by Stephen Tall on January 14, 2016
There’s a really good article today by Helen Lewis in the Guardian with the straightforward headline: Yes, there is one great contribution men can make to feminism: pick up a mop.
She quotes an IPPR report to summarise the practicalities of her argument:
“On most key issues, the route to modern feminist goals must pass through fathers. Men should work more flexibly, take greater responsibility for caring for their children and their homes, and have the right to reserved parental leave.”
This hit home today for two reasons.
The first is my partner, who’s been on maternity leave for the past year, has returned to work today. I say returned, but actually she has a new job, her previous employer having been unwilling to offer her flexible working hours. Many of her mum friends have encountered similar problems. It’s not male bosses that’s the problem (mostly in these cases they’re women); rather, it’s a system which assumes flexibility means unreliability.
The second is that I’ve just started a new commute with new working hours, my employer thankfully being an enlightened one that recognises my productivity is not solely a function of 9-5 office-presenteeism. This means I can share the nursery runs and do my bit. Had they not been willing to, the load would almost certainly have fallen back on my partner, and I’d have become yet another shrugging-my-shoulders-“what-can-yer-do” kind of bloke whose life is free to continue as before.
I don’t count myself a feminist, not least for fear of turning into one of those men who uses the statement as a bragging right. But I have always taken equality seriously. And I have become more acutely aware over the past year quite how tilted in my sex’s favour are the rules of life.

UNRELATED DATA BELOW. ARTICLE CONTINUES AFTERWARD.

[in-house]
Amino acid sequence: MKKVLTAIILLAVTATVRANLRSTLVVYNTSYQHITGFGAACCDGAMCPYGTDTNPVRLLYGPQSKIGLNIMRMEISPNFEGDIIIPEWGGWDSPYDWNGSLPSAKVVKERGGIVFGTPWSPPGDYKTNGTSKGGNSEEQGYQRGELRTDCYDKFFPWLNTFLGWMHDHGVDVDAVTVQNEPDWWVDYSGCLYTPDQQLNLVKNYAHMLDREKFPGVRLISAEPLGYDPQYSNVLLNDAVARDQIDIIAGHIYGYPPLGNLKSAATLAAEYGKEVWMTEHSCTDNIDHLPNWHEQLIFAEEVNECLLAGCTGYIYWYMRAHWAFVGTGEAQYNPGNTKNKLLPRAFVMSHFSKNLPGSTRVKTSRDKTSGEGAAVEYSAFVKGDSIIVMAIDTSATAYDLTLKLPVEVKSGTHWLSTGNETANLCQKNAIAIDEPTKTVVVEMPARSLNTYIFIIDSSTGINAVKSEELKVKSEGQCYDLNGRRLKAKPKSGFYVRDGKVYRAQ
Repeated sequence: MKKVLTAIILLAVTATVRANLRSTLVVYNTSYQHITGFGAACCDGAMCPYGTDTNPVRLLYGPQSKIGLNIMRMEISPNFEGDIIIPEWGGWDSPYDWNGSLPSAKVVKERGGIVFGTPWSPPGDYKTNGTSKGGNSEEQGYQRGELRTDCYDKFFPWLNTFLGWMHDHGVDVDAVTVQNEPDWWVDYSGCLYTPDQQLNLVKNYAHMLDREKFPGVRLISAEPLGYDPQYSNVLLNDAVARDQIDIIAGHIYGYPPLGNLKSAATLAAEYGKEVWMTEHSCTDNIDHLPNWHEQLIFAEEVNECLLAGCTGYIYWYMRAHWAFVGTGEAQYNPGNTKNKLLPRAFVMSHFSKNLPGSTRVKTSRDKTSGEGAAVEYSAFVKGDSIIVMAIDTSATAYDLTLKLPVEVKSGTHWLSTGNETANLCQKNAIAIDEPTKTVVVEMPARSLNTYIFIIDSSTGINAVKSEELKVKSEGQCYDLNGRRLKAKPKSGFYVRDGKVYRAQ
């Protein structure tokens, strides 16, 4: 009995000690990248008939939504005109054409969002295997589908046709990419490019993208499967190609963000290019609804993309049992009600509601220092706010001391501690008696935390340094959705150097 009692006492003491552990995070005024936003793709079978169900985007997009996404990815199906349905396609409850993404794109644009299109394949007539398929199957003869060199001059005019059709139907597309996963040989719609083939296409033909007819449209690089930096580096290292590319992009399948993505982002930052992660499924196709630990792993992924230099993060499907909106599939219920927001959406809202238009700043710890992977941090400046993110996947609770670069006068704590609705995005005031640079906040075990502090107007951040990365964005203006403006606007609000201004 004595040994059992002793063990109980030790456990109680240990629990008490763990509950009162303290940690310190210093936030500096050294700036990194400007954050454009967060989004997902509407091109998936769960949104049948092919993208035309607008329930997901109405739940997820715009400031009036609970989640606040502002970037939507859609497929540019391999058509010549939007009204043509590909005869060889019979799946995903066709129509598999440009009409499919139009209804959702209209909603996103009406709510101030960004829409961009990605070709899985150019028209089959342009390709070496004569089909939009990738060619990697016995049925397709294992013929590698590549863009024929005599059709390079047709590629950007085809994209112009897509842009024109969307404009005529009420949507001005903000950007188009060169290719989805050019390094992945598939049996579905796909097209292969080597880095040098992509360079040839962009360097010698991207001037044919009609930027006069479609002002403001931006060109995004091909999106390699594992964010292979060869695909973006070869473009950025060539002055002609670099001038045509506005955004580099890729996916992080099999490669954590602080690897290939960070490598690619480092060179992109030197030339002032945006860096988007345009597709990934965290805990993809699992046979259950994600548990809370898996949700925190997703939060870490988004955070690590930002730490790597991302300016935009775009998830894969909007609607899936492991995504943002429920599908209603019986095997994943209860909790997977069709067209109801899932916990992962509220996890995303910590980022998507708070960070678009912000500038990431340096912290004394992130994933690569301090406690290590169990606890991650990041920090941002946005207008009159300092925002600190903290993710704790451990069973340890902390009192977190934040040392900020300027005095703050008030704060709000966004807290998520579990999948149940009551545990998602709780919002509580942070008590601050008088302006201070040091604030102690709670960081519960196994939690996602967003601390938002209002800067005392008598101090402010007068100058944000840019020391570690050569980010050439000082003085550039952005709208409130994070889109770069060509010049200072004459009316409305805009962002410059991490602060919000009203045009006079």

One of the reasons the annual argument about the gender pay gap irritates me is that it rarely seems to address the real problem: our attitudes to work once employees become parents/carers.
I’m sure there are still companies and bosses who, consciously or not, discriminate against female employees. In fact, I know first-hand that there are. But the fact that women in their 20s earn more than their male peers suggests the bigger problem here is the so-called “mummy penalty” – as women are the primary child-caregivers, they are the ones who usually end up sacrificing their careers and therefore their pay, either in part or in whole.
If that is a free choice, there’s no problem. But if the woman feels she has no real option, then it is a problem. What it shouldn’t be is her problem alone. Men should be asking to work flexibly to ensure we are properly sharing domestic responsibilities (and not just the tokenistic daddy day-care) – the more of us do it, the more normal it will become.
Of course, we actually have to want to do it, rather than find work is a convenient excuse to stick to our comfortable routine. True, “men should work more flexibly and take greater responsibility for caring for their children and their homes.” The real question is how we turn should into agree we will.